Obama Calls Repeal Idea Good Politics, Bad Policy; New Health Care Protections Begin

The Washington Times (Washington, DC), September 23, 2010 | Go to article overview

Obama Calls Repeal Idea Good Politics, Bad Policy; New Health Care Protections Begin


Byline: Stephen Dinan, THE WASHINGTON TIMES

President Obama acknowledged Wednesday that Republicans' push to repeal the health care overhaul is good politics for the GOP, but said such a move would cause people to lose insurance they've gained under the law over the past six months.

It makes sense in terms of politics, the president said, though he added, It doesn't make sense in terms of actually making people's lives better.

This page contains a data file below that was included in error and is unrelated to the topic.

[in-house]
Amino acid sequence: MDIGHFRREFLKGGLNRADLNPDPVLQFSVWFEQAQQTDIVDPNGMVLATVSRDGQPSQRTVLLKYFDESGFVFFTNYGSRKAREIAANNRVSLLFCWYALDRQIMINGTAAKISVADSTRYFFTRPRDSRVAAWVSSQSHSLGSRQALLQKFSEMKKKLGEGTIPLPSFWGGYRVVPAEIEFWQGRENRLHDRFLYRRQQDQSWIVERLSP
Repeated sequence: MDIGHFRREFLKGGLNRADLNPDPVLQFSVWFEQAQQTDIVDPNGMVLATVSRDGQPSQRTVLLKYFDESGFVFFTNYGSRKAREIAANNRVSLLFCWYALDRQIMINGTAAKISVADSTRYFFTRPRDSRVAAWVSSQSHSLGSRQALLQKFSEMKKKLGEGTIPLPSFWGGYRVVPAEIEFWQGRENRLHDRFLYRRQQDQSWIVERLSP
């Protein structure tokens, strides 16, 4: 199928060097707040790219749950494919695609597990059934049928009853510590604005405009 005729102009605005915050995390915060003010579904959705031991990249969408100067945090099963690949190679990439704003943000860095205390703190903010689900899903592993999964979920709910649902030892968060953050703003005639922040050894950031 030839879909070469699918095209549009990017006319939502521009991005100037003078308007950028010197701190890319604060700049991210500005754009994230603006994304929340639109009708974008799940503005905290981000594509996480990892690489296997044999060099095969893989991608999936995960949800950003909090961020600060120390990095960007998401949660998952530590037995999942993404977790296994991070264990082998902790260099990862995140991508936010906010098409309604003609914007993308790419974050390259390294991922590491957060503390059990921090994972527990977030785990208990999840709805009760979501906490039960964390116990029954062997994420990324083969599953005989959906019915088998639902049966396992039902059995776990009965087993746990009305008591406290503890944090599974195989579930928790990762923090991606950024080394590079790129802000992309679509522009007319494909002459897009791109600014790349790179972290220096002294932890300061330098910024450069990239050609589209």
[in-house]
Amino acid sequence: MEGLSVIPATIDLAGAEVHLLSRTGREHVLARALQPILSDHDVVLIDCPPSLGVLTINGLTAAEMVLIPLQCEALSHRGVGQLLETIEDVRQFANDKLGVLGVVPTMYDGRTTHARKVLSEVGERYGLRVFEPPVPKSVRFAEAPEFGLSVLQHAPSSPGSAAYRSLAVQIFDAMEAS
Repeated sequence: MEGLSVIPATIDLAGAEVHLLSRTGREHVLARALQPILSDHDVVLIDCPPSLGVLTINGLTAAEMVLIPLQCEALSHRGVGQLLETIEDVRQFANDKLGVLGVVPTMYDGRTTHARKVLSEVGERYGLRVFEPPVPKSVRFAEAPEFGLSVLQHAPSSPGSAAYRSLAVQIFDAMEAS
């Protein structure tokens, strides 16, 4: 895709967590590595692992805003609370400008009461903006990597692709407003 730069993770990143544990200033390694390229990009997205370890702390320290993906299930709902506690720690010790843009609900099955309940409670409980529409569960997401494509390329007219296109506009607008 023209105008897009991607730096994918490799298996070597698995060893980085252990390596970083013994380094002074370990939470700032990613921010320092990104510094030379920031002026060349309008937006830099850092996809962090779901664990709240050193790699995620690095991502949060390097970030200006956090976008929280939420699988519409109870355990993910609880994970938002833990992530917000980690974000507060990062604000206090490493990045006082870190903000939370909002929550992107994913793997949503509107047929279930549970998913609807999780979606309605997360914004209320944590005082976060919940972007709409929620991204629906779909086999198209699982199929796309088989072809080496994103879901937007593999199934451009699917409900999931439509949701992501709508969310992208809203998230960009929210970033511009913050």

The assessment sums up Democrats' dilemma heading into November's elections, as arguably the biggest achievement of Mr. Obama's tenure remains unpopular with voters, and he and fellow party leaders have struggled to convince them otherwise.

Democrats hope the start of new protections Thursday under the law's Patients' Bill of Rights to change the political calculus, and the White House has released on its website snapshots of 50 people, one in each state, who are benefiting from the requirements of the new law.

But for now, Republican National Committee Chairman Michael S. Steele said health care is undeniably radioactive for Democrats and House Republicans are campaigning ahead of November's elections on promises to repeal the law or at least starve the administration of funds to continue implementing it.